(Reuters) – The head of the US Federal Aviation Administration, Steve Dickson, warned on Tuesday of a changed industry after the COVID-19 pandemic that shook air traffic over the past year and created new safety risks that must be addressed.
“The industry that existed last March in many respects no longer exists today,” Dickson said at City Hall on commercial aviation safety shown on social media, calling for the withdrawal of veteran pilots, a new fleet of complex aircraft and fewer international flights.
“All of these changes create a whole new set of stressors that can inject new security risks into the system,” he said.
Although the risk of a fatal crash in U.S. commercial aviation has dropped by 94% since 1997 thanks to improvements in aviation safety, Dickson said the industry must proactively curb new safety risks by understanding the impact of the pandemic.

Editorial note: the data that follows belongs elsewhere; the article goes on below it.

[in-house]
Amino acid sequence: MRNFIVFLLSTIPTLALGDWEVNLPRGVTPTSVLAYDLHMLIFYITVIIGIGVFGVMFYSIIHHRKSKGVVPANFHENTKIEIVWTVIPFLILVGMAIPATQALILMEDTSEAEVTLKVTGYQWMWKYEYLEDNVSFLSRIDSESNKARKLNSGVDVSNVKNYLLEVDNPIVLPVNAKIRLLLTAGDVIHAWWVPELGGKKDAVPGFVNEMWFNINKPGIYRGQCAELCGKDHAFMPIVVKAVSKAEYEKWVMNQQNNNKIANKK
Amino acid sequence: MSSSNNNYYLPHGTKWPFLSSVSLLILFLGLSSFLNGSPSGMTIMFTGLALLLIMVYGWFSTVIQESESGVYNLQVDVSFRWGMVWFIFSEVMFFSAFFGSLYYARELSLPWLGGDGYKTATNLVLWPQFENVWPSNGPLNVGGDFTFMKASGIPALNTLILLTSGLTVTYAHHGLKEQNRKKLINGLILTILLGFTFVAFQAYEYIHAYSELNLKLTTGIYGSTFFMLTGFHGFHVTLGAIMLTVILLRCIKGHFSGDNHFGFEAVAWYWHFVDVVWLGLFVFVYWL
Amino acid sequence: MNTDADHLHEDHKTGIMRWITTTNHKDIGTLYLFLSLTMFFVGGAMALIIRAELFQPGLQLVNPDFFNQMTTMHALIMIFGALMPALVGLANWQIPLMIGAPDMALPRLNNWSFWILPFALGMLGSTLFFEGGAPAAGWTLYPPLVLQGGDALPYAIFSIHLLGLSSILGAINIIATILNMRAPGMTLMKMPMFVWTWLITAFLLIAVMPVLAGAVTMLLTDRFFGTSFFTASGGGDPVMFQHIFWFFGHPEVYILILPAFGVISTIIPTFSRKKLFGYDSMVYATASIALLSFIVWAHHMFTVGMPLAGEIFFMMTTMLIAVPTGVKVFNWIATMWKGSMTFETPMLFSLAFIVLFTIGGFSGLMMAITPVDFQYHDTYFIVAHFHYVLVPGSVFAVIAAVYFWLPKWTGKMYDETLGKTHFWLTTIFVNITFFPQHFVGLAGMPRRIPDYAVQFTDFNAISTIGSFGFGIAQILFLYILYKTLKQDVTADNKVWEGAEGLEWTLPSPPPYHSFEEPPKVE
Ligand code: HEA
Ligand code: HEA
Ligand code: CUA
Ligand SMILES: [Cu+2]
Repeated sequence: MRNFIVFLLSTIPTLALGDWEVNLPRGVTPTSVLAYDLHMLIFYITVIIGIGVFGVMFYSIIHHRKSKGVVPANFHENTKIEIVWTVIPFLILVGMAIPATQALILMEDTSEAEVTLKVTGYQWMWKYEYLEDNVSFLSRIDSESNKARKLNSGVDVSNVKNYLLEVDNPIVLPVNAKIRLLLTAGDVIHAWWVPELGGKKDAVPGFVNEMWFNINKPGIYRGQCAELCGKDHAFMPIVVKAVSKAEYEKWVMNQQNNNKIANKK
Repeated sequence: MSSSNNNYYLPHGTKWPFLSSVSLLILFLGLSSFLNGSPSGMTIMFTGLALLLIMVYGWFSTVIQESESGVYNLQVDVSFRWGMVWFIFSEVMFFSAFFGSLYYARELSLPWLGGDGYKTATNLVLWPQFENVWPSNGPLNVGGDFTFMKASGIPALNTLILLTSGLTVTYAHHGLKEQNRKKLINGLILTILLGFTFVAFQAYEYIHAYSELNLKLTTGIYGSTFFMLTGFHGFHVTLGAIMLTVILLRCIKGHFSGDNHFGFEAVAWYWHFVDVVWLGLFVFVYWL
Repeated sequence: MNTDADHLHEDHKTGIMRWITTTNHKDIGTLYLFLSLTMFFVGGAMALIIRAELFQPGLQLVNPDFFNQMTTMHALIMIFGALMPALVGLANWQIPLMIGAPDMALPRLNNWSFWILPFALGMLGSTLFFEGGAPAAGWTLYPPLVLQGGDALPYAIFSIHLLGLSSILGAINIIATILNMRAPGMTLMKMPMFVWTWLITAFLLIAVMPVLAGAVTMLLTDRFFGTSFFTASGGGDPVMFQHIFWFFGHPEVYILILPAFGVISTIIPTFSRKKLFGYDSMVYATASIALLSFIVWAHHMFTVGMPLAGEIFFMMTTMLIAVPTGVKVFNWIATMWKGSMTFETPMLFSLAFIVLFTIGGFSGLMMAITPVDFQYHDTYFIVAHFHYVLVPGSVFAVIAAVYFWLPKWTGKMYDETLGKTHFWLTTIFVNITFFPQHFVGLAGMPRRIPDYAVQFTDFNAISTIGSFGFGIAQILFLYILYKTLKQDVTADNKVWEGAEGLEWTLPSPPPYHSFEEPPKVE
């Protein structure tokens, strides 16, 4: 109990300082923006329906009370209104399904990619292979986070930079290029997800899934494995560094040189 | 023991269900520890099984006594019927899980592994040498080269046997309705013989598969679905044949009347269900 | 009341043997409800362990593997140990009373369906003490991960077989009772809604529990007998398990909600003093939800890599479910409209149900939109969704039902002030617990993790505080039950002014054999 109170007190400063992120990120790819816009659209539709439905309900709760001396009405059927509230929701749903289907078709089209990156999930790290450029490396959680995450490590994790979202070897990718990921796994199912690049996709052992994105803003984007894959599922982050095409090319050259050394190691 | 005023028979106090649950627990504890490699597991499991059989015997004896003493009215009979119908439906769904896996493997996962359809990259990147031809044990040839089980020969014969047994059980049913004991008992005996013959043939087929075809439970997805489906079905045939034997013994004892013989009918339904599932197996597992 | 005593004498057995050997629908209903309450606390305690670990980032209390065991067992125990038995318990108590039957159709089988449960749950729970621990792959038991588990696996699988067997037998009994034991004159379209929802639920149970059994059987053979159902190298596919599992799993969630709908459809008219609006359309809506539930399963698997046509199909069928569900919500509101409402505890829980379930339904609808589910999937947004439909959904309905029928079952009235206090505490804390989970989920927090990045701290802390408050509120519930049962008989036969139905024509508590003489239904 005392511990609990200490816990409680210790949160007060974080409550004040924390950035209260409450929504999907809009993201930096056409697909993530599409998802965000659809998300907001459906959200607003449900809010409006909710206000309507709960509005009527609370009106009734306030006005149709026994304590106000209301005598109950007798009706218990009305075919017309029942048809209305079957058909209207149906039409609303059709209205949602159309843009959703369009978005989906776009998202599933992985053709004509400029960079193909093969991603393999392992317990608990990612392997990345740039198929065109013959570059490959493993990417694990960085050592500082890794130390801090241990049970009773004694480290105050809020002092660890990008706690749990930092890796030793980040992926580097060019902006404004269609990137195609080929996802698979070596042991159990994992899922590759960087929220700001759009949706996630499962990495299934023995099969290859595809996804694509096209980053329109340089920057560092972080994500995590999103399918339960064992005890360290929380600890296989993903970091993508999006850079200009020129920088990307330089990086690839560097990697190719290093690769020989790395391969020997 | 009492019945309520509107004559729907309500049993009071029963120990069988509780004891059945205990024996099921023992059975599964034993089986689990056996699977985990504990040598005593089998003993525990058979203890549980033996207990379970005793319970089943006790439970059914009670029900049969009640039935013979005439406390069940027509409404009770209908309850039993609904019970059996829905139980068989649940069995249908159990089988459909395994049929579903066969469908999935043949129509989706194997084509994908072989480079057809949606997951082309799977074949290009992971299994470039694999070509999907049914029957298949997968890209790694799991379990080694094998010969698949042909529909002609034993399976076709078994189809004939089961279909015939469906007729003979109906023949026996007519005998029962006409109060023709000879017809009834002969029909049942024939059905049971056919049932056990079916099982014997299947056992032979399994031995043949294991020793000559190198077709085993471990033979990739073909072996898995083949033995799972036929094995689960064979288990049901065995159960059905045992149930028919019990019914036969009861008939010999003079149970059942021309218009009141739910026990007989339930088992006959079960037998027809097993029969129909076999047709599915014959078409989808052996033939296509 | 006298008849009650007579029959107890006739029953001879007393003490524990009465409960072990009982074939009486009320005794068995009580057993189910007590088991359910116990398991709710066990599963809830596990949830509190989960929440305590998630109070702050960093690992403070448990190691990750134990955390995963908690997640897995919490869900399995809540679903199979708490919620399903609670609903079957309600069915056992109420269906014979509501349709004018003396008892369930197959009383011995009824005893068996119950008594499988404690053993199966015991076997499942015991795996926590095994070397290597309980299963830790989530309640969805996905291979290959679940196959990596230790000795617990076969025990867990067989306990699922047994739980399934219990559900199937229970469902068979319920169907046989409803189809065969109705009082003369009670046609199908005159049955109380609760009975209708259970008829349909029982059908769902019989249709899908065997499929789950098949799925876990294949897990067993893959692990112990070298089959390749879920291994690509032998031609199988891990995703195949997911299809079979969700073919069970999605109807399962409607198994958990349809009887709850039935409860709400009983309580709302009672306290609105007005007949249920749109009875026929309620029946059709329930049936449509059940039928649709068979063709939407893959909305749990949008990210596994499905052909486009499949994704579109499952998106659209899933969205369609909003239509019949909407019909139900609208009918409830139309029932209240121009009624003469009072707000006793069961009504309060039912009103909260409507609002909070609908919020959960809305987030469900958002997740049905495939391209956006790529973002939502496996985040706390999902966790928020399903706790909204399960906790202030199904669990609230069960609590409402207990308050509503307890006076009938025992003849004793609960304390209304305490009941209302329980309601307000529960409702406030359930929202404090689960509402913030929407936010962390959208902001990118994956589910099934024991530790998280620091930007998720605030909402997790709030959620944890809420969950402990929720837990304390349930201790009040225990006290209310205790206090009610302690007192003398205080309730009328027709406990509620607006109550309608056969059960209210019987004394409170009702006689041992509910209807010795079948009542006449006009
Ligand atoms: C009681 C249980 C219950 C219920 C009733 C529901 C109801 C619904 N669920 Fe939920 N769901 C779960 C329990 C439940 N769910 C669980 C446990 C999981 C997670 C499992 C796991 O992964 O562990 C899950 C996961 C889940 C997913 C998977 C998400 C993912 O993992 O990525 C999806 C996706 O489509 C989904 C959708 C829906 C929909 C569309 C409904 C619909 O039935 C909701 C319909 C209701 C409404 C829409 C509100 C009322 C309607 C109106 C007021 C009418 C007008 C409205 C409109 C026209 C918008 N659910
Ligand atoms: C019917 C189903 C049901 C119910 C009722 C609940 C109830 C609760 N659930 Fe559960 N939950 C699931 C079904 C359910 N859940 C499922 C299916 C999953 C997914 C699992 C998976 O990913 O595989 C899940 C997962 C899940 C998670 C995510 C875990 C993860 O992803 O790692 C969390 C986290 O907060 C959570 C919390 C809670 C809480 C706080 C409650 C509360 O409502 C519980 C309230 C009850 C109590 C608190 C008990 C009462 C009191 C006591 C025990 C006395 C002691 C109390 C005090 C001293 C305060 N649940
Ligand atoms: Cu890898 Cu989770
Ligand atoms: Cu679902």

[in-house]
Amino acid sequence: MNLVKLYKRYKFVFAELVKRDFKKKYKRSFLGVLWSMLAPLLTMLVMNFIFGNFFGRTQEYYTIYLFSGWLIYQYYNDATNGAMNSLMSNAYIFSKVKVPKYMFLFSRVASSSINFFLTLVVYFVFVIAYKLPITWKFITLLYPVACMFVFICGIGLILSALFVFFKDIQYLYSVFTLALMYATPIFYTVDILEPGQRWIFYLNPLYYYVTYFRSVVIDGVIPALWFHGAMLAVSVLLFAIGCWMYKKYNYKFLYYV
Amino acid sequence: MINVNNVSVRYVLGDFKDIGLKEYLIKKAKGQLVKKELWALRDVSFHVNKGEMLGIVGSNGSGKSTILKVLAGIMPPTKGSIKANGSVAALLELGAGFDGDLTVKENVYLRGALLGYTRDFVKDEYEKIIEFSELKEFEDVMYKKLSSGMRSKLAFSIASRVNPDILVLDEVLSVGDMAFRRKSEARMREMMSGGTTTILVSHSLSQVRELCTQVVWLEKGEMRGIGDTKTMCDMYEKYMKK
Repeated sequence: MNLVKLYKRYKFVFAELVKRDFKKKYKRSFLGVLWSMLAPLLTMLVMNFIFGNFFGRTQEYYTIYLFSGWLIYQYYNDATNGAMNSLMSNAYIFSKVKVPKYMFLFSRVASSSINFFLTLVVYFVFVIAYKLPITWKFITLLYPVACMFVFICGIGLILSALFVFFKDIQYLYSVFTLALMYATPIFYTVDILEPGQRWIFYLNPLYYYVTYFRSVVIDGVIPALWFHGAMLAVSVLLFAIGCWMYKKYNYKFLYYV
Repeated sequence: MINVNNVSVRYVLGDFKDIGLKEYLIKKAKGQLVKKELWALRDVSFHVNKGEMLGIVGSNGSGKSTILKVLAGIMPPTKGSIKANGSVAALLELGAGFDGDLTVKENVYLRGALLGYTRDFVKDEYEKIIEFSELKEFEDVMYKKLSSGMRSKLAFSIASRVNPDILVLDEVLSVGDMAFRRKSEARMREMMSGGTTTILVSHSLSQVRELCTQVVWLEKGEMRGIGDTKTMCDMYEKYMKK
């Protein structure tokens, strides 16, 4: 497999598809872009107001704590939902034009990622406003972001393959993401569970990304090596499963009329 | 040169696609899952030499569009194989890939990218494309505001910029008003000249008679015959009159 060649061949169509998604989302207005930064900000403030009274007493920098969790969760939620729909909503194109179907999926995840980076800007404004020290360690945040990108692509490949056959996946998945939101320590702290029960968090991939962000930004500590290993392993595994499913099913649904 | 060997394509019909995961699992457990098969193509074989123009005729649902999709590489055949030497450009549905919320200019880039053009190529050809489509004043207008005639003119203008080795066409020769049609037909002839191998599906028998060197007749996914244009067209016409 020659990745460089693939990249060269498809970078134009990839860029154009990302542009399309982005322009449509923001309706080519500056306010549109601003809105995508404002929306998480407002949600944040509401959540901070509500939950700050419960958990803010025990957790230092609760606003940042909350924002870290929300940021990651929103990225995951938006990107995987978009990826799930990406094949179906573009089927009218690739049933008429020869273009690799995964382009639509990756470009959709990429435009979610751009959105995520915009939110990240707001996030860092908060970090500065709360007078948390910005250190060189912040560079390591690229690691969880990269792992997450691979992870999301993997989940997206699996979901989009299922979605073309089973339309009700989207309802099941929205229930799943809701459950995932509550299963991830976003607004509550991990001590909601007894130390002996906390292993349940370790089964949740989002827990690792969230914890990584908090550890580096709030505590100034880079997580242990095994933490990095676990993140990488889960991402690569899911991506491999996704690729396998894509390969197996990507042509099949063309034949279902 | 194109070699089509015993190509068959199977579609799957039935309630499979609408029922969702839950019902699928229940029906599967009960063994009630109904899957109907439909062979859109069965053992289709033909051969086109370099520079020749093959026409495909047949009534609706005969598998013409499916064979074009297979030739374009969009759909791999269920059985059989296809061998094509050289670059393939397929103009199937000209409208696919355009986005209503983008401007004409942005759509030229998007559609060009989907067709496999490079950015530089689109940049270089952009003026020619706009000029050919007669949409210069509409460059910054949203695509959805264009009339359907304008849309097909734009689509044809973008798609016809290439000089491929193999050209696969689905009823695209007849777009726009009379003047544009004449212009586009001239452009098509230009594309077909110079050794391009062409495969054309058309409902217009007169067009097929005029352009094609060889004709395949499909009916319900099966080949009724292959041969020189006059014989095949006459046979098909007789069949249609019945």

He cited additional training and increased industry oversight as possible measures.
“COVID-19 has created a huge amount of disruption and change in our system at a breathtaking rate,” he said.
Airlines have parked planes and drastically reduced their workforce, mainly through early retirement programs, as a sharp drop in demand as a result of the pandemic prevails.
Dickson also said the agency acted quickly to finalize a new emergency airworthiness directive that would require intensified inspections of all Boeing 777-200 aircraft with Pratt & Whitney PW400 engines after an engine failure on a United Airlines flight forced an emergency landing on Saturday.
Reporting by Tracy Rucinski and David Shepardson; Edited by Richard Chang